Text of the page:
The word carnivore evokes large predators like big cats and wolves hunting their prey and feasting on the remains. We see them as strong, powerful meat-eaters stalking their prey or hunting in packs. Typically, this means we think of mammalian species.
But what about birds? For example, eagles will also strike down their prey and feast on carcasses, so are birds carnivores too?
Although many birds make up a large proportion of their diet from eating meat, only birds that survive almost solely on meat are called carnivores. Carnivorous birds have four groups: piscivorous (fish eaters,) avivorous (bird eaters,) insectivorous (insect eaters,) and molluscivorous (mollusk eaters.)
We often label animals within these categories based on the main elements of their diets. Carnivores are the meat-eaters. While meat may not make up 100% of the diet, the percentage is substantial enough to separate them from other animals.
This diet tends to apply to those highest in the food chain that feeds on other animals like herbivores. Herbivores rely on a plant-based diet, eating vegetation and grazing. The omnivores have a more varied diet and will eat a mixture of plant and meat-based options depending on what is available.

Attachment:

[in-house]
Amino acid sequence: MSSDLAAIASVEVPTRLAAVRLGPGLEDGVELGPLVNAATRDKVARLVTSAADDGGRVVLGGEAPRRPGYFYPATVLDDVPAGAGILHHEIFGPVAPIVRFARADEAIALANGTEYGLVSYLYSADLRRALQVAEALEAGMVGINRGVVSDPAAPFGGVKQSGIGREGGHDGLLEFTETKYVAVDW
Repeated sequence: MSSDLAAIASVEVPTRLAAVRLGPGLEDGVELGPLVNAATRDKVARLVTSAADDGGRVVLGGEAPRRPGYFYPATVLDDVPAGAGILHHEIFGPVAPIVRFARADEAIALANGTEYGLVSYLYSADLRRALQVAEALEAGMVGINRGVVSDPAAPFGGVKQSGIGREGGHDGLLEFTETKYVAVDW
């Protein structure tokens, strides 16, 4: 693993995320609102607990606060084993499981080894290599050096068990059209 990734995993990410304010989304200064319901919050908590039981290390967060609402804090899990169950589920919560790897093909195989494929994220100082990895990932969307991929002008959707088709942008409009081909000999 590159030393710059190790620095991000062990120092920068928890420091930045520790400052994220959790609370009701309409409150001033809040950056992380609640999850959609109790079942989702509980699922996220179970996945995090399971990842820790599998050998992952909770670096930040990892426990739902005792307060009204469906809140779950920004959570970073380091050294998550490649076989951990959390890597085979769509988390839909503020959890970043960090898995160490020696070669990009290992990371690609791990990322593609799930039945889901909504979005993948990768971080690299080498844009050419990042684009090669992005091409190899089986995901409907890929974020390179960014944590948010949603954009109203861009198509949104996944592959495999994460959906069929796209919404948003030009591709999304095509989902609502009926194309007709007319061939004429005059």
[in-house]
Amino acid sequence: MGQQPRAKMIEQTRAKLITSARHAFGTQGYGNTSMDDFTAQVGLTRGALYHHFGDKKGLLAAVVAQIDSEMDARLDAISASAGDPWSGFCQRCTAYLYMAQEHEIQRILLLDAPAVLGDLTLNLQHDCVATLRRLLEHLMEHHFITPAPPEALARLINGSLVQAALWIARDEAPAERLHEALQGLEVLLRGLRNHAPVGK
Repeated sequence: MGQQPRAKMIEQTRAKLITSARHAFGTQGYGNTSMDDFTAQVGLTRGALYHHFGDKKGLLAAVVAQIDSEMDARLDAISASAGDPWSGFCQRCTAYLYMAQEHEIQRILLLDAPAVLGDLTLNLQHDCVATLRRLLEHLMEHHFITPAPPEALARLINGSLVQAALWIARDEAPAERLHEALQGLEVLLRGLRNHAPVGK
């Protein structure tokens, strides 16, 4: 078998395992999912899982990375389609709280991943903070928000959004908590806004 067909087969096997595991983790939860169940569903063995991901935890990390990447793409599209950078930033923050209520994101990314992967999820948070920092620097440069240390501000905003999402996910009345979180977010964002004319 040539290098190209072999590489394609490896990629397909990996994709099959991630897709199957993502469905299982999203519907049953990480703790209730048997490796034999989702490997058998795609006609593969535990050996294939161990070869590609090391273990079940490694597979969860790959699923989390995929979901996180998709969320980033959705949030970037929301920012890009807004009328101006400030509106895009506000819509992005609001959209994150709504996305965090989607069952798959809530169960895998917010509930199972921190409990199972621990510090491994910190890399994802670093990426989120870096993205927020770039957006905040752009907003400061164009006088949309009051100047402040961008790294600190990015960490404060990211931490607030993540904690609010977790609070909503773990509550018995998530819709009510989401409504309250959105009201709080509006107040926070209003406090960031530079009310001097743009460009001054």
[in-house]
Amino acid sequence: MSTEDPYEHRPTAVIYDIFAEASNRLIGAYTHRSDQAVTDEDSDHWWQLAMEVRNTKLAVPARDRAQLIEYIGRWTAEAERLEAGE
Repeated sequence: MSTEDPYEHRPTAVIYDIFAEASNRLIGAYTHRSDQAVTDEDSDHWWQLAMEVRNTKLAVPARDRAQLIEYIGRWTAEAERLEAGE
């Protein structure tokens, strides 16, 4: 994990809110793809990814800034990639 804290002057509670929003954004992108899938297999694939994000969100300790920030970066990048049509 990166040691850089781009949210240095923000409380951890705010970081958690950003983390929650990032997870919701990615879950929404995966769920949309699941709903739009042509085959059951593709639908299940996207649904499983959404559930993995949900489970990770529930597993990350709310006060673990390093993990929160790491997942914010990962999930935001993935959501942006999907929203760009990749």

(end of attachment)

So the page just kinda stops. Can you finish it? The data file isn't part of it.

Are Birds Carnivores?
Some birds do fall into the classification of carnivores because of their diets. However, this isn’t the case for all species. Also, there are distinctions between different types of carnivorous birds depending on their primary food source.
There needs to be a level of variation between bird species to create healthy ecosystems and food chains. If every bird were carnivorous, there wouldn’t be the seed-eaters and nectar drinkers to help plants reproduce and disperse their seeds. If every bird were purely insectivorous or focused on grains, there wouldn’t be the avian apex predators for population control. Each bird has its niche in its environment.
Bird species are classed as carnivorous because of the large amounts of meat and prey items in their diet. Birds that survive almost solely on meat are carnivores. The most prominent group is the birds of prey. Hawks, eagles, owls, and other raptors spend their time hunting for food and are at the top of the food chain.
They often eat small animals such as rodents, rabbits, and other bird species. Studies of remains around nest sites usually provide a fascinating insight into these birds’ diets and their impact on the ecosystem.
Not all carnivorous birds are hunters. Some species feed on carrion instead. Several predatory birds will scavenge for food. This means searching for animals already dead or the remains of kills. Some raptors will take advantage of this via roadkill but tend to hunt their prey.
Fresh meat is preferable to those that have the skills to find it. On the other hand, vultures deliberately seek carrion as an energy-saving alternative to hunting. They can detect gases emitted by decaying bodies long distances and clean up the remains. The carrion crow is another excellent example, getting its name from the activity, but there is more to this bird’s diet. They will also steal eggs and eat small mammals, amphibians, insects, fruit, and seeds.